When attempting to navigate the rocky road that is department store retailing, maintaining status quo is not a viable strategy. The department store sector has been challenged for years by greater merchandise assortments of specialty stores and lower prices of mass merchandise discounters. One company caught in the fight for relevance has been JC Penney. Sales in 2010 were $17.8 billion, down from $19.9 billion in 2006. In addition to declining sales, the company faced a brand image problem as it was perceived as old and stale.
The response to the challenges faced by JC Penney was laid out this week by new CEO Ron Johnson, an Apple disciple. The boldest strategy change is a radical shift in pricing and promotion. The company is ditching the traditional high-low pricing model. Instead of frequent sales and discounts, a three-tier pricing strategy will be used. Products will be at an everyday low price, monthly values, and best price Fridays on first and third Fridays each month. Analysis of transactions revealed that only one in 500 items was sold at regular price, so the move to streamline the dizzying number of promotions (nearly 600 a year) to a more straightforward pricing approach is logical.
Let’s jump to the most important question: Will this strategy work for JC Penney? The key to its success will be convincing shoppers that the value-based pricing approach is better for them than sales featuring hot prices and coupon offers for additional discounts. A rational analysis of the pricing approaches would point to value pricing as a better deal for buyers. However, we do not always make rational buying decisions. The psychology of a sale suggests to shoppers that a bargain may be realized when a product’s price is temporarily reduced. Add an incentive like a coupon on top of the sale price, and buyers have been trained to expect value delivered in this way from retailers.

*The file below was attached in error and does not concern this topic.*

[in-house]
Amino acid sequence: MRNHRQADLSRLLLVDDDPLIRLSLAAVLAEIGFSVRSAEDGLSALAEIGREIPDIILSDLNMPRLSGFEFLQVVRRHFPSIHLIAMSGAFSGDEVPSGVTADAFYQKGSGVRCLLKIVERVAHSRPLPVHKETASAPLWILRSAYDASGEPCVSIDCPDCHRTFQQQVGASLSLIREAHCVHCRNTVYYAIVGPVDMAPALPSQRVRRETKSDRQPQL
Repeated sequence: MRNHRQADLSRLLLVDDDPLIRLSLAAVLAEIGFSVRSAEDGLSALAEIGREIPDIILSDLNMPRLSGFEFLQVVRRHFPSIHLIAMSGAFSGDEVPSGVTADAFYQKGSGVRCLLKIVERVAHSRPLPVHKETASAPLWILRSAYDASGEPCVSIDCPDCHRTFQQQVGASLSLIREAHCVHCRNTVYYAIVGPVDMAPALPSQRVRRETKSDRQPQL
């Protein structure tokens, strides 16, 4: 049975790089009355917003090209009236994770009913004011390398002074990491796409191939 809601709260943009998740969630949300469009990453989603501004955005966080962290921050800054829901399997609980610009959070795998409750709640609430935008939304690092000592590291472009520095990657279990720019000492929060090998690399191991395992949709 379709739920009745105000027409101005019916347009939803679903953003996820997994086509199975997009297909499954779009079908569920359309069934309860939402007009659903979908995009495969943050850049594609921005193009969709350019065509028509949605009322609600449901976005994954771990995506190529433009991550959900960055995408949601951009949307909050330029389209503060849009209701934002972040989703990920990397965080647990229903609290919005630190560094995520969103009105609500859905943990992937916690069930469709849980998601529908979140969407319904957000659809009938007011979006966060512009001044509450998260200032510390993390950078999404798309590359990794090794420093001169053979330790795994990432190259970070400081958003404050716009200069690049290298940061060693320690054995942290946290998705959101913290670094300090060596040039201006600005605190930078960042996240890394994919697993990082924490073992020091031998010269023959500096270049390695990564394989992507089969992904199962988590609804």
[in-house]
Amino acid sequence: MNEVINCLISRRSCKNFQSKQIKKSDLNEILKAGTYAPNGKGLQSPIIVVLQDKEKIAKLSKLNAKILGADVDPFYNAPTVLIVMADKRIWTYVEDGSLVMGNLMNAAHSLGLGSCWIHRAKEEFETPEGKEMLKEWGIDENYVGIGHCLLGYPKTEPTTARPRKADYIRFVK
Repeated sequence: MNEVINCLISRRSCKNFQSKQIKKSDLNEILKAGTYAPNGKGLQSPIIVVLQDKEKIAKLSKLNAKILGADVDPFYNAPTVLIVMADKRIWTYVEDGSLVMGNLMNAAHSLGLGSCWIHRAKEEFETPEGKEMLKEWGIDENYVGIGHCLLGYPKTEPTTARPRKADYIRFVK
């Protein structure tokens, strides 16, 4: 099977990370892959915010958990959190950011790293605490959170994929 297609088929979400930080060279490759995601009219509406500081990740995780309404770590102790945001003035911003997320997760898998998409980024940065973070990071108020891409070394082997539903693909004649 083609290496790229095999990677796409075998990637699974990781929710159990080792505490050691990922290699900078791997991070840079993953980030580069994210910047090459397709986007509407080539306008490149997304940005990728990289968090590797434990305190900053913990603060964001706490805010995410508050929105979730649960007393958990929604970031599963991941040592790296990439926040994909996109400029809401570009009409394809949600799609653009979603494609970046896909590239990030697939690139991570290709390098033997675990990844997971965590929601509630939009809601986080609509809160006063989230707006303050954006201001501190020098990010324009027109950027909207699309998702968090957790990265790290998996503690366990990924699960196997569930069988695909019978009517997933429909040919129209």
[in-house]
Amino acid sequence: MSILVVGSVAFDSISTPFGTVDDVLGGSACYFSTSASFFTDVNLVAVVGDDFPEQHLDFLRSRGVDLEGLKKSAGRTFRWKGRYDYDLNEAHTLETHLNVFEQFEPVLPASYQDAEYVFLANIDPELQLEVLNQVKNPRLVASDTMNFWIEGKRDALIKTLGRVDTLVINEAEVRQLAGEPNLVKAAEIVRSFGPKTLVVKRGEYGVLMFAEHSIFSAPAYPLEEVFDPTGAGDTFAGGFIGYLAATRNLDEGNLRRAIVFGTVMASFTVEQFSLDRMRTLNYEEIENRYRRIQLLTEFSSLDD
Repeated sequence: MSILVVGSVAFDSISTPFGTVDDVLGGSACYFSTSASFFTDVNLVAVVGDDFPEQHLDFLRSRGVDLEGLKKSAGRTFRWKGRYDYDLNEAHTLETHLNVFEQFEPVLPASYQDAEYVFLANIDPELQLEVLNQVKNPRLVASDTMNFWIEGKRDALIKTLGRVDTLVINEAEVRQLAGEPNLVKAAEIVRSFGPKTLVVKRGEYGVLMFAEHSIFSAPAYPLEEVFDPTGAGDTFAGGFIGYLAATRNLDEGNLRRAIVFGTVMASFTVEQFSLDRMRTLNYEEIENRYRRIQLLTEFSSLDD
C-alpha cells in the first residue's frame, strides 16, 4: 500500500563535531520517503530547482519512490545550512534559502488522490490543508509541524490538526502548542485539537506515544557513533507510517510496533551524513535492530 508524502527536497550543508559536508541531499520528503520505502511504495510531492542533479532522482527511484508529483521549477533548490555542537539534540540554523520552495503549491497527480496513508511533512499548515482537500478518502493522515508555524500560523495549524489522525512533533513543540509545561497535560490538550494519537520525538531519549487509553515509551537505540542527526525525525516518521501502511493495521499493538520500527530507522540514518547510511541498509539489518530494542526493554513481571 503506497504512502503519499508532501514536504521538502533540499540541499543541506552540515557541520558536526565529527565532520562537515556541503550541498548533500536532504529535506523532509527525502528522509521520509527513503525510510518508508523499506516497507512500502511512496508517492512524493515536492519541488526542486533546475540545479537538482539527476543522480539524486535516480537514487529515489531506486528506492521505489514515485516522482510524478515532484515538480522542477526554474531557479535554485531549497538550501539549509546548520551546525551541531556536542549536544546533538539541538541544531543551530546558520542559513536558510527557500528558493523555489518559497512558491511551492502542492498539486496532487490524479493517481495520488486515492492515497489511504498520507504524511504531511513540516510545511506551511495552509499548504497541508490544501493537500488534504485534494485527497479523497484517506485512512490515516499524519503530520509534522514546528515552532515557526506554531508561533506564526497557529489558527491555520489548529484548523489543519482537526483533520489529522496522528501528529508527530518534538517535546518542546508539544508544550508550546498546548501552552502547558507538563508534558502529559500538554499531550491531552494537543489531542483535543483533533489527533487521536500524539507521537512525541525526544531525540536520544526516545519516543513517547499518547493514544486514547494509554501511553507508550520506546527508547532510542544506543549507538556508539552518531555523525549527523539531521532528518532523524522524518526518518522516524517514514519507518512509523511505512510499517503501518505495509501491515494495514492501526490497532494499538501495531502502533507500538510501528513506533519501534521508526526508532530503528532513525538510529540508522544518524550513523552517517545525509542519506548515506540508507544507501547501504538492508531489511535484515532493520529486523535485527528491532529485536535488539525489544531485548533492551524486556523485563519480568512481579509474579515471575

JC Penney desperately seeks to carve out a distinctive brand position. If it cannot position through products, service, or brand image, perhaps price is the final frontier. If this strategy succeeds, JC Penney can re-establish its relevance. JCP (as it is branded via its new logo) must deliver a great shopping experience to go along with its simplified pricing. If it succeeds, JCP shoppers may just be singing “It’s the end of the sale as we know it, and I feel fine.”